What Culture? What Boom?

Henry S. Resnik is twenty-six, a native New Yorker, and a graduate of Yale.

by Henry S. Resnik

While the Metropolitan Opera House in Lincoln Center was busy putting on one of the most dazzling shows New York has seen in years, opening-nighters seemed oblivious to the shaggy, angular presence of cinema-lovers attending the New York Film Festival at Philharmonic Hall. But here was a juxtaposition of velvet and vinyl that graphically illustrated the fact that we are in the midst of a cultural revolution.

Indeed, the cultural revolution already has its own engagingly manipulative press, so bouncy with humor that one often forgets the seriousness of its purpose. The love ‘n’ anger of the East Village Other is an example, replete with psychedelic prose. Anti-daddy, arteriosclerotic Tom Wolfe is another, with class. One article in the Village Voice even went so far as to imply, in a daringly offhanded conclusion, that Marshall McLuhan is too square to know what really should be happening. There is bound to be anger on all sides, particularly from the “older” generation, in whose territory I am resigned to having one foot forever (I was not weaned on TV; I am literate) and some of whose anger I share. They (we) will eventually go out of style completely, and this makes them (us) pretty uncomfortable.

Thus, although the opening of the Metropolitan was a pageant (rather, a vulgar spectacle), it seemed in its self-conscious gaudiness to celebrate an ending more than a peak. It could not have intended to celebrate the end of the “culture explosion” it represents, however; by now that explosion is a multimillion-dollar business. It even has the Esquire seal of approval.

Yet one of the most interesting developments in the so-called explosion is the possibility that it does not exist. Until the Twentieth Century Fund commissioned two economists to prepare a report on the economics of the performing arts, evidence for the culture “boom” consisted largely of the enormous sums of money that consumers have been spending in recent years on the arts. Evidence against it came from skeptics like Harold C. Schonberg, music critic of the Times, who asserted, for example, that while more music may be available than ever before, “audiences do not seem particularly interested.” But arguing against the culture explosion is something like trying to reason with a glacier; one simply can’t deny the existence of all those new civic cultural centers.

In assembling the Fund’s report, William J. Baumol and William G. Bowen discovered that of ninetythree culture centers reported to be planned or already in existence in ninety-one cities, fifty-three had been completed by December, 1964, and twenty-six of these had opened since 1950.

But figures supporting the culture boom are subject to a number of systematic distortions which have magnified the real rise in spending. After making adjustments for the inflation of the dollar, the rise in population, and the expenditure in terms of personal disposable income after taxes, Baumol and Bowen conclude that if the post-war years have exhibited a culture explosion, “it appears to have been an education boom much more than an expansion in relative demand for the performing arts.” The only branches of the performing arts that have shown a substantial increase in rate of growth, according to the report, are the dance and regional theater.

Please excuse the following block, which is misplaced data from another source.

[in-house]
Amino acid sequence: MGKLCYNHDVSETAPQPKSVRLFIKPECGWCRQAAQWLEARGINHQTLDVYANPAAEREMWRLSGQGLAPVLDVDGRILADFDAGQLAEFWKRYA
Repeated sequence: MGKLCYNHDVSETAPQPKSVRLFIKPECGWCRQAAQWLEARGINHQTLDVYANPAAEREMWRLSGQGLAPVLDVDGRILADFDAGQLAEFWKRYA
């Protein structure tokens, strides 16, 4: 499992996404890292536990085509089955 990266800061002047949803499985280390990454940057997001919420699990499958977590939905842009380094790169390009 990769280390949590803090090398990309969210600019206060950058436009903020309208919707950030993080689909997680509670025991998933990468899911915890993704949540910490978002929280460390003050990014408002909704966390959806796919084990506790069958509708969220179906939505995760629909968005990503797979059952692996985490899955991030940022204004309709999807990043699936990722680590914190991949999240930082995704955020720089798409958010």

Whether or not there is a culture boom, the Twentieth Century Fund report lends substance to the claim that much of what has been passed off as a flowering of creativity in America is bogus. The culture boom always looked bogus, but no one until Baumol and Bowen had offered convincing evidence (as contrasted with educated opinion) that it is. The best culture centers promote the loving care of good antiques — operas, plays, symphonies — and at these times the concept of a “center” seems worthwhile. Too often, however, they do more harm than good to the antiques they preserve.

Granted that regional theater is flourishing, what is actually going on in all the gleaming new buildings? Monotonous productions of Shakespeare; occasionally worthy representations of Shaw, Chekhov, Williams, Miller — the “standards” of theater repertory that tradition-soaked audiences want and will get as long as the almighty Ford Foundation insists that repertory theaters work toward being self-supporting, thus forcing them to operate as much on the box-office principle as any Broadway house.

As for the symphonies, audiences “dress up” (concert clothes have, in a sense, replaced Sunday best) and listen politely to the music of Bach, Beethoven, Mozart, Strauss, Ravel, Stravinsky (still somewhat bold for most audiences, though Le Sacre du printemps was completed in 1913), and other “popular” composers, almost all of whom have no place in the creating of contemporary music.

These culture centers fairly reck of virtue. They are industrial America’s retarded gesture toward humanism and the liberal arts. Their intentions are unquestionably good, but their efforts always seem to lack conviction. The deadness of these efforts, plus the question about their widely hailed prevalence, suggests that the culture explosion is more a piece of expert public relations work, an affluent nation’s bow to sophisticated tradition, than an honest attempt to modify materialistic values.

Action is the key

With or without shoulder-length hair, the youthful crowds who jam the “total” discotheques, one of the fastest growing of the new art forms, are the image of the new revolution. Their enormous energy — the constant movement, the frenetic dances — is an expression of defiance and life. Their uniform asserts independence and a flair for spontaneity. At its best their music possesses throbbing vitality, and more often than not it murders intelligence — it is designed for liberation, not thought. At its worst their music is horrible, worse even than the horrible music of their parents’ generation.